Eco-Justice Ministries  

Eco-Justice Notes
The E-mail Commentary from Eco-Justice Ministries

The Forest and the Trees
distributed 7/21/17 - ©2017

I've been out of town all week, so I am revising a very old copy of Eco-Justice Notes. This updates a commentary from very early in our history -- April 27, 2001.

One of the advantages of doing professional eco-justice work is that I can claim a hike in the mountains as "work time."

There was an occasion, in the spring of 2001, when a meeting brought me to the mountains near Denver. I took an hour after the meeting to wander through an open space area and soak up the spring sunshine, fresh air, and a beautiful setting.

As I walked along the trail, a common phrase kept coming to mind the one about "not seeing the forest for the trees." Now, this section of the foothills is not thickly forested. I didn't have the proverbial problem of being so hemmed in by the immediate trees that I couldn't sense the larger forest. My recurring thought took the saying in a different direction.

The hike reminded me that there is far more to a forest than trees. So, if all we see is the trees whether near by or in a sweeping expanse we're not really seeing the forest.

I did see trees: several species of evergreens, scrub oak, some willows. There was a complex mix of grasses and cactus and wildflowers (which are re-classified as "weeds" when they move slightly downhill into the lawns of the neighboring subdivision). I saw a pair of golden eagles soaring along the ridge, several rufous-sided towhees prowling in the undergrowth, and several more singing in the tops of trees. There were flies and grasshoppers, a couple of small streams, sandy soil with flecks of mica, a mix of rocks (including some splendid sandstone formations). Signs at the trailhead warned of mountain lions and black bears. I saw evidence of deer and coyotes. There was bright sun, scattered clouds, and a gentle breeze. And, of course there were people hiking and mountain biking.

The "forest" includes all of that, and far more that I didn't stop to see. A forest is an ecosystem, an interlocking, interwoven, interdependent web of life and processes. And it takes all of the many parts of that system working together to make a forest.

A forest is made up of trees in the same way that a city is made up of buildings. Trees and buildings may be the definitive marks of each locale, but there is so much more. Forests and cities are all about relationships and interactions.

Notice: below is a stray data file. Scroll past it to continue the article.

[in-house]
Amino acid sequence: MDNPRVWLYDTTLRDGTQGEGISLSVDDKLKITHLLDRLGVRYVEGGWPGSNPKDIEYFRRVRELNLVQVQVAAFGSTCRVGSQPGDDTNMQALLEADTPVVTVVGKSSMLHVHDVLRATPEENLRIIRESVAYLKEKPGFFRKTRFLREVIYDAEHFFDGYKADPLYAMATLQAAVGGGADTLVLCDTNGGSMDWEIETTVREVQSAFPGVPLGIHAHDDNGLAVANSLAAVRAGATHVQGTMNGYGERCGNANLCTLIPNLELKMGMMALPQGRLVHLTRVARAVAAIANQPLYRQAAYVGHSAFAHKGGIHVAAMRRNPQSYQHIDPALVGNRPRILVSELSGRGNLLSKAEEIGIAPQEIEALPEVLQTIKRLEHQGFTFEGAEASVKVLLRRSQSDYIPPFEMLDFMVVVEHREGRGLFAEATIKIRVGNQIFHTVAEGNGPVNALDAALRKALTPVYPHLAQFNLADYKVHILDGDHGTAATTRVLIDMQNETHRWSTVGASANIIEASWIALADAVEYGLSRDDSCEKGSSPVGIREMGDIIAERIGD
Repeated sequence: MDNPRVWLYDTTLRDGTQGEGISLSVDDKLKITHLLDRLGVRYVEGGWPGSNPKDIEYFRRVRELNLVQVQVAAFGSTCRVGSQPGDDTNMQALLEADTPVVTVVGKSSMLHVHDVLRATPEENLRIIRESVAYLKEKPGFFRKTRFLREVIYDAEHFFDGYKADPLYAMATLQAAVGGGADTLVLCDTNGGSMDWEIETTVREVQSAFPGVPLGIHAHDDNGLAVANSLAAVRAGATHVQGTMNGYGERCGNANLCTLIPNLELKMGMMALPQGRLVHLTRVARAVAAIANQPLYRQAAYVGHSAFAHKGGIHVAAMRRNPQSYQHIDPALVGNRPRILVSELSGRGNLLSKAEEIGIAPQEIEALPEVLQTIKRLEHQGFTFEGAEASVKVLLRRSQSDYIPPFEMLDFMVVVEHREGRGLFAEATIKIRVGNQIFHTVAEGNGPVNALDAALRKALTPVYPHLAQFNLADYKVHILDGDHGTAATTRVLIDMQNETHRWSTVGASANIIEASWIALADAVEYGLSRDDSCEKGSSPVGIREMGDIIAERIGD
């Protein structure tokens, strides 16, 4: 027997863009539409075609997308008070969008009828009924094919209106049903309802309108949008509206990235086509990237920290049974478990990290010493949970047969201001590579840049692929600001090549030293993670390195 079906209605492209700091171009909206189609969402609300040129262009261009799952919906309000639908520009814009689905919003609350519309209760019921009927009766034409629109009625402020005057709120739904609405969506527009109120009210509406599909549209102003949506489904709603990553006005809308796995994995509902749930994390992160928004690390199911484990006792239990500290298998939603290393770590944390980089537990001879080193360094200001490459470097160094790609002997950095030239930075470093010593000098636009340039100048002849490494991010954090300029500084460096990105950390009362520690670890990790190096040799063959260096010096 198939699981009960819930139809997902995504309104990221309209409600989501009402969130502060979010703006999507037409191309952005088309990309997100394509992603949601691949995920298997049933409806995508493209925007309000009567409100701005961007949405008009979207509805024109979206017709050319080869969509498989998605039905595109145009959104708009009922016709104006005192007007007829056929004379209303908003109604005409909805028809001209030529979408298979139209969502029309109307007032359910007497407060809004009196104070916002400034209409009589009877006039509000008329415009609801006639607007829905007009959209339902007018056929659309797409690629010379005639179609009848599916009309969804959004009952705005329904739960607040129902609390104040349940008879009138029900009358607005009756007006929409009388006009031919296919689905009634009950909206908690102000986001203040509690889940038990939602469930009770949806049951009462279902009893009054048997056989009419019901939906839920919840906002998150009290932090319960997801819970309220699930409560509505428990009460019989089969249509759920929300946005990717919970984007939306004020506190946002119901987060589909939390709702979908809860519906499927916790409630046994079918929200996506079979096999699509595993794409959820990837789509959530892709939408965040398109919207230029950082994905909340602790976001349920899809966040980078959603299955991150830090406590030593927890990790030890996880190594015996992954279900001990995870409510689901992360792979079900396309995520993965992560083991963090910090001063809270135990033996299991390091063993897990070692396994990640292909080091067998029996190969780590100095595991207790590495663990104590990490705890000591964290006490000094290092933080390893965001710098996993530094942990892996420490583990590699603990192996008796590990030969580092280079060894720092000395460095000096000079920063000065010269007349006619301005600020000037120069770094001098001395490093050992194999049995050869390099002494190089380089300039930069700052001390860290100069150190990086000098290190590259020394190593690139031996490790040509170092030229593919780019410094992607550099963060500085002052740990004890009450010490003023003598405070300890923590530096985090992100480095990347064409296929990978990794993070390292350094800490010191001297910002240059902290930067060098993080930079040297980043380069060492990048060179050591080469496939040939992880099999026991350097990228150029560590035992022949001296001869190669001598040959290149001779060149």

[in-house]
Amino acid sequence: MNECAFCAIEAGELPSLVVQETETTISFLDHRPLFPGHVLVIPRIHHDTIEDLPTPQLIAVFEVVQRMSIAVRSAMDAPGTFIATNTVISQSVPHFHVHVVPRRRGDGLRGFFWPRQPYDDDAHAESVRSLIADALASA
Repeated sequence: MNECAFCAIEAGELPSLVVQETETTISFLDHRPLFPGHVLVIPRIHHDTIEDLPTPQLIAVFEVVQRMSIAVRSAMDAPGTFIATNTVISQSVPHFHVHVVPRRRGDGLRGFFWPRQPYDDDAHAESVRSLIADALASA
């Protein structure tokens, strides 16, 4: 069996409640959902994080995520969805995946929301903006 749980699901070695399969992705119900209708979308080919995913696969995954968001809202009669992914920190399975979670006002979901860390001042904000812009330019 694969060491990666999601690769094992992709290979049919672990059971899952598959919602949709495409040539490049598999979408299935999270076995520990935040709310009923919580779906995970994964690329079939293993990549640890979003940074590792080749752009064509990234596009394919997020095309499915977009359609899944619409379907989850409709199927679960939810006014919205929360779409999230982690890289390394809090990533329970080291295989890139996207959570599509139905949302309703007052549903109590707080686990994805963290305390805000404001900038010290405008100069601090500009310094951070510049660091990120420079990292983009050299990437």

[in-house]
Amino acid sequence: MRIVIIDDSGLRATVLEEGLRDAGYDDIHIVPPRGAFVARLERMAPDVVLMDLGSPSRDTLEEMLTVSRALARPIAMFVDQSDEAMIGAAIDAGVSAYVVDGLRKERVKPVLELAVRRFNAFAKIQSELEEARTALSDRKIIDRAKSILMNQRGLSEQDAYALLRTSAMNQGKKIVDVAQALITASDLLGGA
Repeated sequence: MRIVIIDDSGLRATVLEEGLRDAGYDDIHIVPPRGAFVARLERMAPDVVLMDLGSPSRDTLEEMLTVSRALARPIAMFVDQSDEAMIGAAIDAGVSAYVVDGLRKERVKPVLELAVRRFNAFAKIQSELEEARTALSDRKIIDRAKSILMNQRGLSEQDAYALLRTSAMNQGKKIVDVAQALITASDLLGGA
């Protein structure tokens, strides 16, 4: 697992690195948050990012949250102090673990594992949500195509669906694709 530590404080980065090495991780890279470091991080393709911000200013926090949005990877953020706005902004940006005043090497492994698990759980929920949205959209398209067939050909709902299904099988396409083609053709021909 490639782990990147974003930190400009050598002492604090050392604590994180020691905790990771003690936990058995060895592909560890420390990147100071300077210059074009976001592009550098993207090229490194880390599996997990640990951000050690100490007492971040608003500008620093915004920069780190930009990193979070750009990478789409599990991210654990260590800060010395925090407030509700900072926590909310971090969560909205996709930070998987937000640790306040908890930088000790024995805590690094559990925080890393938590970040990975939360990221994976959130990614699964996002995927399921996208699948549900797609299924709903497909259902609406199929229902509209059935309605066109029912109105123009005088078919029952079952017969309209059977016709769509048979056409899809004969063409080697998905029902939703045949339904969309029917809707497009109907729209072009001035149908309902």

If we don't see the relationships, if we are blind to the diversity and the interactions, we're missing out on the real wonder of nature. If we don't see the complexity, then we'll never be able to interact appropriately with the system whether forest or city or ocean.

As a prime example, the Pacific Northwest has a long history of being ravaged by "forestry" that saw only the trees. Watersheds and fisheries there were destroyed by rapidly-eroding soils in logged areas. Species have been decimated as their habitat was carved into ever-smaller slices. And human communities were frequently trashed by the boom-and-bust cycles of non-sustainable harvest. In recent year, I understand, more holistic forest management practices have done a better job of combining protection for the land, ecology and people into a sustainable arrangement.

The "eco" in "eco-justice" is for "ecological." An ecological world view sees the relationships. If we are going to learn to live gently on this good earth, that sort of ecological perspective must become innate and instinctive.

It should be easy for the church to communicate that ecological perspective. Because the church, after all, is all about relationships and the values that nurture them. If the church starts to refer to that web of relationships, to acknowledge the intermingling of humans and the rest of creation, we will be doing important work in shifting how our members think of the world.

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The notion of ecology and of environmental relationships has fairly recently been brought back into the thinking of the western world. It is only in the last 50 years or so that academia has recognized the legitimacy of environmental studies.

When I first published this column back in 2001 (in the opening months of the George W. Bush administration!), I wrote, "Government policies in the US are still struggling to come to that understanding" of ecological relationships. In 2017, it is tragic and infuriating to see the current administration reversing policies and shifting priorities toward a resource production model. The "energy dominance" emphasis on fossil fuels, in particular, is a parallel to the Pacific Northwest forestry that only saw the trees, and not the complex forest ecology. A narrow view of energy sources will be blind to countless other values and relationships.

The notion of the interrelationship of humanity with the rest of creation is not new. Alan Paton wrote, "Francis of Assisi taught me that there is a wound in the Creation, and that the greatest use we can make of our lives is to ask to be made a healer."

We can combine the insights of modern science with the wisdom of ancient spirituality and ethics. As the church deals with the eco-justice issues of today, we can draw on some of the deepest traditions of our faith.


Peter Sawtell
Executive Director
Eco-Justice Ministries

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